$$\begin{aligned} F(x(t))-F_{*}\le C(t)e^{-mt} \end{aligned}$$
(53)

where \(m =\min \{a,R\}\) and

$$\begin{aligned} C(t) = {\left\{ \begin{array}{ll} \big (F(x(0))-F_{*}\big )\left( 1+\frac{a}{\left| a-R\right| }\right) &{}\text {if } a\ne R \\ \big (F(x(0))-F_{*}\big )\left( 1+at\right) &{}\text {if } a= R \end{array}\right. } \end{aligned}$$
(54)

Proof

By Lemma 2 and Eq. (34) we immediately get

$$\begin{aligned} {\dot{W}}(t) \le -a W(t) +a W(0)e^{-Rt} -\frac{\delta }{2}\left\| {\dot{x}}(t)\right\| ^{2} \end{aligned}$$
(55)

Neglecting the non-negative term \(\frac{\delta }{2}\left\| {\dot{x}}(t)\right\| ^{2}\), we obtain:

$$\begin{aligned} {\dot{W}}(t)\le -aW(t) + a W(0)e^{-Rt} \end{aligned}$$
(56)

Hence, by applying Lemma 5 (with \(s=0\)), we have:

$$\begin{aligned} W(t)\le W(0)e^{-at} + a W(0)e^{-at}\int _{0}^{t}e^{(a-R)s}ds \end{aligned}$$
(57)

By computing the integral in the last inequality (57) and neglecting the non-positive terms in the case \(a\ne R\), we find:

$$\begin{aligned} W(t)\le W(0)\left( e^{-at} +\frac{a}{\left| a-R\right| }e^{-Rt}\right) \le W(0)\left( 1+\frac{a}{\left| a-R\right| } \right) e^{-mt} \end{aligned}$$
(58)

with \(m=\min \{a,R\}\). On the other hand, if \(a=R\), by computing the integral in (57), we have:

$$\begin{aligned} W(t)\le W(0)\big (1+at \big )e^{-mt} \end{aligned}$$
(59)

which concludes the proof of Lemma 4. \(\square \)

The non-convex setting

In the following Theorem we give a more explicit expression of the convergence rate of the objective function \(F(x(t))-F_{*}\), depending on the damping parameter \(\alpha \) and the auxiliary variable \(\delta \).

Theorem 4

Let \(F:{\mathcal {H}}\rightarrow \mathbb {R}\) satisfying \({\mathcal {A}}.1\), \({\mathcal {A}}.2\) and condition (\({{\mathcal {P}}}{{\mathcal {L}}}\)) with \(\mu >0\) and denote \(\kappa =\frac{L}{\mu }\). Let \(\delta >0\) and \(\big (x(t)\big )_{t\ge 0}\) be the solution-trajectory associated to the dynamical system (1). Then for all \(t\ge 0\) the following bound holds

$$\begin{aligned} F(x(t))-F_{*} \le \big (F(x(0)-F_{*}\big )\bigg (1 + \frac{\delta +2\frac{L}{\delta }-\alpha }{\left| \delta +4\frac{L}{\delta }-3\alpha \right| }\bigg )e^{-mt} \end{aligned}$$
(60)

with \(m=\min \left\{ \delta +2\frac{L}{\delta }-\alpha ,2\big (\alpha -\frac{L}{\delta }\big )\right\} \), \(\alpha \in \left( \frac{L}{\delta },\alpha _{-}\right] \cup \left[ \alpha _{+},\delta +\frac{2L}{\delta }\right) \) where \(\alpha _{\pm }=\frac{1}{2}\bigg (\delta +\frac{3L}{\delta }\pm \sqrt{\bigg (\delta +\frac{L}{\delta }\bigg )^2-4\mu }\bigg )\).

In particular we have the following cases:

  • \(m=2\left( \alpha -\frac{L}{\delta }\right) \) in the following cases:

    $$\begin{aligned} {\left\{ \begin{array}{ll} \alpha \in \left( \frac{L}{\delta },\frac{1}{3}\left( \delta +\frac{4L}{\delta }\right) \right) ~ \text { if } ~ \kappa \le \frac{9}{8}\text { and } \delta \in (\delta _-,\delta _+) \\ \\ \alpha \in \left( \frac{L}{\delta },\alpha _-\right] \\ \quad \text { if } ~ \biggl (\kappa \le \frac{9}{8} \text { and } \delta \in (0,\delta _-)\cup (\delta _+,+\infty )\biggr ) \text { OR } \biggl (\kappa \ge \frac{9}{8} \text { and } \delta >0\biggr ) \end{array}\right. } \end{aligned}$$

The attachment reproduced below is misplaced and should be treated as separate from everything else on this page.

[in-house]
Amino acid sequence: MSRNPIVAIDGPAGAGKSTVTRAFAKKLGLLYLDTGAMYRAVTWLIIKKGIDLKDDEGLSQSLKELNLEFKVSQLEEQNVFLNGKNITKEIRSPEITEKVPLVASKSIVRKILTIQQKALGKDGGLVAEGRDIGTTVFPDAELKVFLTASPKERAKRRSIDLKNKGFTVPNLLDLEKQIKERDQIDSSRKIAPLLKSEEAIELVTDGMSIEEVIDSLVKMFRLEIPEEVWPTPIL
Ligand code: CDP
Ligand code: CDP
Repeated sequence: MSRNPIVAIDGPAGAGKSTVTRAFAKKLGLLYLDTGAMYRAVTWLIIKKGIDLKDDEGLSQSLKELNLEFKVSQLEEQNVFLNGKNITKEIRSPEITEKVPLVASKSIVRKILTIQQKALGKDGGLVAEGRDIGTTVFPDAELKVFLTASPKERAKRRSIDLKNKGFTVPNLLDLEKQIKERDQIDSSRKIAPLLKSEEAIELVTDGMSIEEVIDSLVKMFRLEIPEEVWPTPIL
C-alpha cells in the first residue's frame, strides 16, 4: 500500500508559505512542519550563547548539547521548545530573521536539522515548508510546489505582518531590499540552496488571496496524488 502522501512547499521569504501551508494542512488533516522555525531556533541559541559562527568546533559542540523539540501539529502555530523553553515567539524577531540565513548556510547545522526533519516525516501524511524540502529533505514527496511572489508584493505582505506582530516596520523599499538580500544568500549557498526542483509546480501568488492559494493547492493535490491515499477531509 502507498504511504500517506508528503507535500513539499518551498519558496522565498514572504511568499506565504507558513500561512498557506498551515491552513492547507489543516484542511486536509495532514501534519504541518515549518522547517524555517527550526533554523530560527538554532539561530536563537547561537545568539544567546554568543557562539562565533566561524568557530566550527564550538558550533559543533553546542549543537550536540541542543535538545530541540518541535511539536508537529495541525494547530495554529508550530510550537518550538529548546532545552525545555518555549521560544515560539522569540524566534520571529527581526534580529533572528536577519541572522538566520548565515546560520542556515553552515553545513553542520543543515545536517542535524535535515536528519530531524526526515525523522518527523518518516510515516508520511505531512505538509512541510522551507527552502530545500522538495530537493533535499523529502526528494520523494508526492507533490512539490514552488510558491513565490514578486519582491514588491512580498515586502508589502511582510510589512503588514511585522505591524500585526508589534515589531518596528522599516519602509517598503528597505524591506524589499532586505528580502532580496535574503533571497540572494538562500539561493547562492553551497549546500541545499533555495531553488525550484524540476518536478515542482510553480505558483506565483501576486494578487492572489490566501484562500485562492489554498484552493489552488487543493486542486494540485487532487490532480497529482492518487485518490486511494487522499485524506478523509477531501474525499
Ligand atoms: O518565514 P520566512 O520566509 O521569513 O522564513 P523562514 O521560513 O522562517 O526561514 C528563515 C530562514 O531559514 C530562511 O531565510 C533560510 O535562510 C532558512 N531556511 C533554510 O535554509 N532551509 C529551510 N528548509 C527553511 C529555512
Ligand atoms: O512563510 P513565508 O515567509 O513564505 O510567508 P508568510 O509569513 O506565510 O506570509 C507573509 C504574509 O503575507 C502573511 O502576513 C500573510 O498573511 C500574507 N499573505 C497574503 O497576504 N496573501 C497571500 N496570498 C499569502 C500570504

(61)
  • \(m=\delta +2\frac{L}{\delta }-\alpha \) in the following cases:

    $$\begin{aligned} {\left\{ \begin{array}{ll} \alpha \in \left( \frac{1}{3}\left( \frac{4L}{\delta }+\delta \right) , \alpha _-\right] \cup \bigl [\alpha _+,\delta +\frac{2L}{\delta }\bigr ) ~ \text { if } ~ \kappa \le \frac{9}{8}\text { and } \delta \in (\delta _-,\delta _+)\ \\ \\ \alpha \in [\alpha _+,\delta +\frac{2L}{\delta }) \\ \quad \text { if } ~ \biggl (\kappa \le \frac{9}{8} \text { and } \delta \in (0,\delta _-)\cup (\delta _+,+\infty )\biggr ) \text { or } \biggl (\kappa \ge \frac{9}{8} \text { and } \delta >0\biggr ) \end{array}\right. } \end{aligned}$$
    (62)

where \(\delta _\pm = \frac{1}{2\sqrt{2}}\left( 3\sqrt{\mu }\pm \sqrt{9\mu -8L}\right) \).

Proof

Let \(\delta >0\), \(\alpha \in \left( \frac{L}{\delta },\alpha _{-}\right] \cup \left[ \alpha _{+},\delta +\frac{2L}{\delta }\right) \) and set \(a=\delta +\frac{2L}{\delta }-\alpha \) in the definition of V (34), so that Lemmas 2, and 3 hold true with \(R=2\left( \alpha -\frac{L}{\delta }\right) \).

By using Lemma 4 it follows that for all \(t>0\), it holds:

$$\begin{aligned} F(x(t))-F_{*}\le C(t)e^{-mt} \end{aligned}$$
(63)

with \(m =\min \left\{ a,R\right\} \), with \(a=\delta +\frac{2L}{\delta }-\alpha \) and \(R=2\big (\alpha -\frac{L}{\delta }\big )\). In addition if we exclude the case \(a=R\) (i.e. \(\alpha =\frac{\delta +\frac{4L}{\delta }}{3}\)), Lemma 4, implies:

$$\begin{aligned} C(t) = 1 + \frac{a}{\left| a-R\right| } \end{aligned}$$

By substituting \(a=\delta +2\frac{L}{\delta }-\alpha \) and \(R=2\left( \alpha -\frac{L}{\delta }\right) \), we obtain

$$\begin{aligned} C = 1 + \frac{\delta +2\frac{L}{\delta }-\alpha }{\left| \delta +4\frac{L}{\delta }-3\alpha \right| } \end{aligned}$$

To make more explicit the rates of the convergence of the objective function we need to study the value of \(m\), as a function of \(\alpha \) and \(\delta \).

Recalling that \(\alpha \in \left( \frac{L}{\delta },\alpha _-\right] \cup \left[ \alpha _+,\delta +\frac{2L}{\delta }\right) \) where

$$\begin{aligned} \alpha _\pm = \frac{1}{2}\left( \frac{3L}{\delta }+\delta \pm \sqrt{\left( \frac{L}{\delta } + \delta \right) ^2-4\mu }\right) \end{aligned}$$